1927 ~ Anarchist Communism: Its Basis and Principles, by Peter Kropotkin
I Image::1 Anarchism, the no-government system of socialism, has a double origin. It is an outgrowth of the two great movements of thought in the economic and the political fields which characterize the nineteenth century, and especially its second part. In common with all socialists, the anarchists hold that the private ownership of land, capital, and machinery has had its time; that it is condemned to disappear; and that all requisites for production must, and will, become the common property of society, and be managed in common by the producers of wealth. And in common with the most advanced representatives of political radicalism, they maintain that the ideal of the political organization of society is a condition of things where t... (From : Anarchy Archives.)
Direct Action, by Voltairine De Cleyre
Image::1 From the standpoint of one who thinks himself capable of discerning an undeviating route for human progress to pursue, if it is to be progress at all, who, having such a route on his mind's map, has endeavored to point it out to others; to make them see it as he sees it; who in so doing has chosen what appeared to him clear and simple expressions to convey his thoughts to others, -- to such a one it appears matter for regret and confusion of spirit that the phrase "Direct Action" has suddenly acquired in the general mind a circumscribed meaning, not at all implied in the words themselves, and certainly never attached to it by himself or his co-thinkers. However, this is one of the common jests which Progress plays on those who... (From : Anarchy Archives.)
1998 ~ The Communist Manifesto: Insights and Problems, by Murray Bookchin
This article appears in Anarchy Archives with the permission of the author and New Politics. The Communist Manifesto: Insights and Problems Murray Bookchin [from New Politics, vol. 6, no. 4 (new series), whole no. 24, Winter 1998] Murray Bookchin is the author of numerous books on left social theory and history. His most recent work is The Third Revolution, a three-volume history of popular movements in the revolutionary era, Volumes 1 and 2 of which have recently been published by Cassell. Image::1 IT IS POLITICALLY RESTORATIVE TO LOOK WITH A FRESH EYE at The Manifesto of the Communist Party (to use its original title), written before Marxism was overlaid by re... (From : Anarchy Archives.)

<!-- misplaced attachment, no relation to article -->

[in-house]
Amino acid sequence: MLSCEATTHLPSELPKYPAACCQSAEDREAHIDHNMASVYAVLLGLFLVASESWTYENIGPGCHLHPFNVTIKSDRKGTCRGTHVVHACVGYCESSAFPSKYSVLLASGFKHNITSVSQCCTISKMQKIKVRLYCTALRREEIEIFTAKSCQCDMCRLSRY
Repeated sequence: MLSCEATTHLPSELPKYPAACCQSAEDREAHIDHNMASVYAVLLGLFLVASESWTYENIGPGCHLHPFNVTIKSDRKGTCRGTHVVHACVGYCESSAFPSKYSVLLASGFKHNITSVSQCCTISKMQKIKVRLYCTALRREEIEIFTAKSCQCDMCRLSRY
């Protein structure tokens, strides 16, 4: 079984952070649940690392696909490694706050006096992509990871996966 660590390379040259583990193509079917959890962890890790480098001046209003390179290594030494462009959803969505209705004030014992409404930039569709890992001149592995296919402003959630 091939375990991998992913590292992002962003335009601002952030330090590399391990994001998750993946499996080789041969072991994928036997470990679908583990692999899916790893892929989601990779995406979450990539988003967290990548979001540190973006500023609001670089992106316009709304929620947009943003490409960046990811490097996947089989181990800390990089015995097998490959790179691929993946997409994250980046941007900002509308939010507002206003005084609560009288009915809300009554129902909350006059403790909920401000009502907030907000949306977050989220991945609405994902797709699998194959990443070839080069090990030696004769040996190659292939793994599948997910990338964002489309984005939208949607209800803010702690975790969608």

The Anarchist Revolution, by Errico Malatesta
• "...our efforts must in the first instance be directed to making the revolution and in such a way that it is in the direction of anarchy. We have to provoke the revolution with all the means at our disposal and act in it as anarchists, by opposing the constitution of any authoritarian regime and putting into operation as much as we can of our program. Anarchists will have to take advantage of the increased freedom that we would have won. We will have to be morally and technically prepared to realize within the limits of our numbers, those forms of social life and cooperation which they consider best and most suitable for paving the way for the future."
• "The revolution is the creation of new living institutions, new groupings, new social relationships; it is the destruction of privileges and monopolies; it is the new spirit of justice, of brotherhood, of freedom which must renew the whole of social life, raise the moral level and the material conditions of the masses by calling on them to provide, through their direct and conscientious action, for their own futures. Revolution is the organization of all public services by those who work in them in their own interest as well as the public’s; Revolution is the destruction of all coercive ties; it is the autonomy of groups, of communes, of regions; Revolution is the free federation brought about by desire for brotherhood, by individual and collective interests, by the needs of production and defense..."
• "Insurrections will be necessary as long as there are power groups which use their material force to exact obedience from the masses. And it is only too clear that there will be many more insurrections before the people win that minimum of indispensable conditions for free and peaceful development, when humanity will be able to advance towards its noblest objectives without cruel struggles and useless suffering."